The PS2 handles most of the controls well.  On offense, movement is handled with the left analog stick while special moves are handled with the right analog stick.  Hitting X passes the ball while Triangle performs a no look pass.  Circle shoots or performs a pump fake while Square does a dunk, layup, or jumpstop.  Using the D-pad will call for assistance whether to send someone to the basket or to call for a pick.  L1 does a Post Up while the R1 gives an extra speed boost for the player.  L2 brings up icon passing for more options for passing, while R2 plus Triangle or X calls up an Alley-Oop.

Defense controls similarly to the offense.  Movement and switching players is handled the same.  The right stick attempts to steal a pass.  Circle takes charge while Square attempts to steal the ball.  Triangle jumps, blocks, or rebounds depending on the situation.  Using the D-pad enables you to call players to double team the ball or call an intentional foul.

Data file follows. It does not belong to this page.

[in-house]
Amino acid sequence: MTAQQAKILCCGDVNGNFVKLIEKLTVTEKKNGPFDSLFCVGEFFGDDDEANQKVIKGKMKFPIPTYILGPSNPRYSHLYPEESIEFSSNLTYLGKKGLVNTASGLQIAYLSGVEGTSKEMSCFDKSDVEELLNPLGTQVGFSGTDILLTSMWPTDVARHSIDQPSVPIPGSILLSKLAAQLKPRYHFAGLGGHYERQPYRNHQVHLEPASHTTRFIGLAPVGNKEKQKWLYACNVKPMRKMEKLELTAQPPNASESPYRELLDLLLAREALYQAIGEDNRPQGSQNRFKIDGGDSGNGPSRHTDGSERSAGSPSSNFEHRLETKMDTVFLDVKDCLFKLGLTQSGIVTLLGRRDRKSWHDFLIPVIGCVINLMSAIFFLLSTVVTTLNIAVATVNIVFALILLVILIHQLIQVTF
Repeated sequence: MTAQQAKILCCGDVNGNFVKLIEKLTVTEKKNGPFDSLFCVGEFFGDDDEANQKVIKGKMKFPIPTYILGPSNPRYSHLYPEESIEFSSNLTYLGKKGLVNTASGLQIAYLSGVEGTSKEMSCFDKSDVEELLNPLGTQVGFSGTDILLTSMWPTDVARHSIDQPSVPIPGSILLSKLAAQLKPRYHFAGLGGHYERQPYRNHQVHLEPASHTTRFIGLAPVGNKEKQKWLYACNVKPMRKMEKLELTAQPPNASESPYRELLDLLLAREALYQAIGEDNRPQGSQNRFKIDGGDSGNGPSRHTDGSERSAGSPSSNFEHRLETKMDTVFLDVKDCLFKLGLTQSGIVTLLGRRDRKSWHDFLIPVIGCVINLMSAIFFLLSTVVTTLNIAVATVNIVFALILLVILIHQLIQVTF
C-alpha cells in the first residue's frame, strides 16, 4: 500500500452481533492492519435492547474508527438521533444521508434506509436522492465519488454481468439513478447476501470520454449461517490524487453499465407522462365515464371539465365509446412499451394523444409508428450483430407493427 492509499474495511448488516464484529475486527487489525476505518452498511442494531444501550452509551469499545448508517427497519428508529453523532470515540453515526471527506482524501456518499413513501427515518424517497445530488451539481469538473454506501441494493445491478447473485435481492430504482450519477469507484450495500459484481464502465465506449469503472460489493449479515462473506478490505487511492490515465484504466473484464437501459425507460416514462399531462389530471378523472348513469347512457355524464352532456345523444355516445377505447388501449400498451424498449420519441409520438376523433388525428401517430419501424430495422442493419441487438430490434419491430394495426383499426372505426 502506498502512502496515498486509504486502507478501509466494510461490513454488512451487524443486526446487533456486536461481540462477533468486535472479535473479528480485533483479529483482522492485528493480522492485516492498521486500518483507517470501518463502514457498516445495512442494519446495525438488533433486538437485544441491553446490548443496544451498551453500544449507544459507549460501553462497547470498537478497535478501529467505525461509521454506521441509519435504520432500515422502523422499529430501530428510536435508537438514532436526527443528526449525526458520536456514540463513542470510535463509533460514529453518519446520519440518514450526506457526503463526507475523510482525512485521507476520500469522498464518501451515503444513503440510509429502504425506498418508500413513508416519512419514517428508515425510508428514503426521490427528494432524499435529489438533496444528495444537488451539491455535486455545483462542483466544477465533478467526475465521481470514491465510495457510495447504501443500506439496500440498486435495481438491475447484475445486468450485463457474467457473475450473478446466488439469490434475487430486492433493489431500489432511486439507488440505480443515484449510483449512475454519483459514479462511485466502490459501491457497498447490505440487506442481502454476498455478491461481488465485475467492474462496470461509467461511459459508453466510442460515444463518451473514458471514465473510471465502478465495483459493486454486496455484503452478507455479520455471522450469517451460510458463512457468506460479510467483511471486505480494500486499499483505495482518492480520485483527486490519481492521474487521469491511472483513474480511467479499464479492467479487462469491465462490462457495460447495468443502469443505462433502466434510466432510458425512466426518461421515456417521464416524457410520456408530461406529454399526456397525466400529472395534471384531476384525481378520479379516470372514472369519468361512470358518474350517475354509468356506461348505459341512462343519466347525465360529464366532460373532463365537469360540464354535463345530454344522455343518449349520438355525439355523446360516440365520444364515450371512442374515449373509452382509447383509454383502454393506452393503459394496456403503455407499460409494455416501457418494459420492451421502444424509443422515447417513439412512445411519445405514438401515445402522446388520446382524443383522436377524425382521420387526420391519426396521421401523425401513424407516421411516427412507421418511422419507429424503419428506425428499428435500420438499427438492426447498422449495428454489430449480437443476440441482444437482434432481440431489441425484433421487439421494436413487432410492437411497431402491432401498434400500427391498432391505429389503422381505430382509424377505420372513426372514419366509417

Shooting the ball consists of hitting the shot button.  During this time a visual indicator shows up.  When it is green at the top of the shot, you need to release the button.  While the indicator is helpful, it isn’t always accurate.  Sometimes you hit the green and the shot bounces off the rim, while other times the shot hits the red and it swishes through the basket.

What really hurts the control is the fact that sometimes the computer seems to take control at the most inopportune time.  Trying to double-team a player sometimes results in the player you control to move back in a man-to-man position.  The computer shouldn’t control players, especially in critical moments like this.

NBA 06 features three different modes while loading up the game: NBA, The Life, and Online.  NBA is the mode that most people are used to.  In this mode you play single games, leagues, Training Camp, adjust features, and set options.  Here you can pick your team and play out a season, play mini-games, make trades, and complete drills.  Drills are completed to assist you in learning how to play the game.  These include “Downtown” (a 3-point shooting drill), and “Free Throw” (a free-throw shooting drill).  Other drills work on your offensive and defensive skills.  Mini-games include “Own the Court,” 21, and 1-on-1 and 2-on-2 games.  Most of these games can be played online as well as offline.  While these are nice diversions, they don’t match playing a full game of regular basketball.